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Self-Taught: African American Education in Slavery and Freedom

by Williams, Heather Andrea
Publisher: University of North Carolina Press
Retail Price: $29.95, hardcover
Issue: Fall 2005
ISBN: 080782920X

Secret schooling

Freedom meant right to free public education

With recent memories of commemorations celebrating the 50th anniversary of Brown v. Board of Education fresh in many of our minds, Self-Taught seems almost perfectly timed in its release. Like several other excellent monographs published by the UNC Press's prestigious John Hope Series in African American History and Culture, including Pullman Porters and the Rise of Protest Politics in Black America by Beth Tompkins Bates (2001) and The Black Arts Movement by James Edward Smethurst (2004), this delightfully well-written and swift reading scholarly monograph may well be considered a classic in its field. Indeed, some may argue that Heather Andrea Williams has authored the most important book on the history of African-American educational values and philosophies since James D. Anderson's study of the topic during the post-Reconstruction Tuskegee era, The Education of Blacks in the South (1988).

Although Self-Taught covers a broad array of topics, this engaging scholarly monograph is deftly woven into a well-rounded story by Williams's superb penchant for writing history in a narrative voice. This important book belongs on the reading list of more than scholars of the African-American experience or historians of the mid-19th century South, for it is a captivating read that may be familiar to contemporary educators who work in physically inappropriate facilities with outdated or scarce teaching materials. Likewise, teachers of students new to the English language or of those who have simply been passed through the educational system would surely agree with Williams's reminder that illiteracy did not diminish intellect. If not being used as an assigned text, sections from this book would surely enrich any course on the history of education in America.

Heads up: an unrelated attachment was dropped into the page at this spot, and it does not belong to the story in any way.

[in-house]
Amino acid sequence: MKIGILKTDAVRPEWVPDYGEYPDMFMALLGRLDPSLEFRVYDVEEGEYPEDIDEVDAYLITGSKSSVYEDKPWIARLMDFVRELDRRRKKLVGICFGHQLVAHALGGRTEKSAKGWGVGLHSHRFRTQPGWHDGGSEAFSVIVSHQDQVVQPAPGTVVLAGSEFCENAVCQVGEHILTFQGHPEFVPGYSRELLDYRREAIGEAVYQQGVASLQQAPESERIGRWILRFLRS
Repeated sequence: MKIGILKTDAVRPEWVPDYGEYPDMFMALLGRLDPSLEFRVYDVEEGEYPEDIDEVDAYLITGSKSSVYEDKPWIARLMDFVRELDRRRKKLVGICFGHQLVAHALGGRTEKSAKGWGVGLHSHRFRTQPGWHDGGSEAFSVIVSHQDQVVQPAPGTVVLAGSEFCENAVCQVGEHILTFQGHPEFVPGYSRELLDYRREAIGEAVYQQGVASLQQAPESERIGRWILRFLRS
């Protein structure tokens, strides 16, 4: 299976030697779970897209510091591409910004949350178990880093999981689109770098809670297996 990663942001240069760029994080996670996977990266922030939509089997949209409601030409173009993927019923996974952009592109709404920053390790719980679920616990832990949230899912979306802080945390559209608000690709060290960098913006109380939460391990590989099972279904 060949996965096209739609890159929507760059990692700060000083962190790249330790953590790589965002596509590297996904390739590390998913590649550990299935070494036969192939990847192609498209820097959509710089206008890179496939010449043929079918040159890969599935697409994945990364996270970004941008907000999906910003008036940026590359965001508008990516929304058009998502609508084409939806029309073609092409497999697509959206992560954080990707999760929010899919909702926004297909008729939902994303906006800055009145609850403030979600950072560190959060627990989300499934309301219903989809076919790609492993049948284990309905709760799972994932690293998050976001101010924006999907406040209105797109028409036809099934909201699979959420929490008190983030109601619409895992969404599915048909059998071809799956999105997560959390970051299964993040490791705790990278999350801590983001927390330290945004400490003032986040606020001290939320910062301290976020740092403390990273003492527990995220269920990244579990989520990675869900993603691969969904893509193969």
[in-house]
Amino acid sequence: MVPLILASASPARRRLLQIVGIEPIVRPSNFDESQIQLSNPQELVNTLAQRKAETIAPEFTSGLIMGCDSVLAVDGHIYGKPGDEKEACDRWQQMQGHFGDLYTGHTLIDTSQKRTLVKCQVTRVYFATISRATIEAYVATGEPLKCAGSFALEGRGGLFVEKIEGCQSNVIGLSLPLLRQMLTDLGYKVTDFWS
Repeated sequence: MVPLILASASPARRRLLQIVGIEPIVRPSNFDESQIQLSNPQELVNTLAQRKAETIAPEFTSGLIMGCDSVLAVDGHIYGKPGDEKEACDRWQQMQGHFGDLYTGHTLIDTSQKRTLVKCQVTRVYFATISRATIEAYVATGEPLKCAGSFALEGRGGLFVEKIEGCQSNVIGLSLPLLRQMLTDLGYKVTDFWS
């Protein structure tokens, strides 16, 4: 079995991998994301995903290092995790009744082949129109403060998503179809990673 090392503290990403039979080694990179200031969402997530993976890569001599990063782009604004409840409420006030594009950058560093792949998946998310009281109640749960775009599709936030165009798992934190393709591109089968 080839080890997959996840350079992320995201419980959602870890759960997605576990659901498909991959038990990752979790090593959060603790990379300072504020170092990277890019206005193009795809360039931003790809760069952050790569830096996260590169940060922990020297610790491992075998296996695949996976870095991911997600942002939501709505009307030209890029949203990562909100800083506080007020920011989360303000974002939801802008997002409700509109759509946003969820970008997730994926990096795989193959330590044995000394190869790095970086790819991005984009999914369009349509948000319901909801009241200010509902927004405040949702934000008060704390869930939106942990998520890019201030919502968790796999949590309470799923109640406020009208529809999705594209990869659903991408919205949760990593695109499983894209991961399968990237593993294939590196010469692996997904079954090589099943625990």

As Leon Litwack demonstrated in the landmark

Been in the Storm So Long

(1979), the period between slavery's decline and the onset of Reconstruction is anything but simple to characterize. Nevertheless, Williams presents a clear mosaic of the African-American struggle to obtain literacy during the chaotic years between 1861 and 1871. Individual experiences with the educational system and motivations driving freedpeople toward literacy are demonstrated to be as diverse as humanity itself. This mosaic, however, when viewed in its totality, reveals that African Americans had associated the right to a free public education with freedom in much that same way that they interpreted freedom to mean landownership, economic autonomy, and political rights.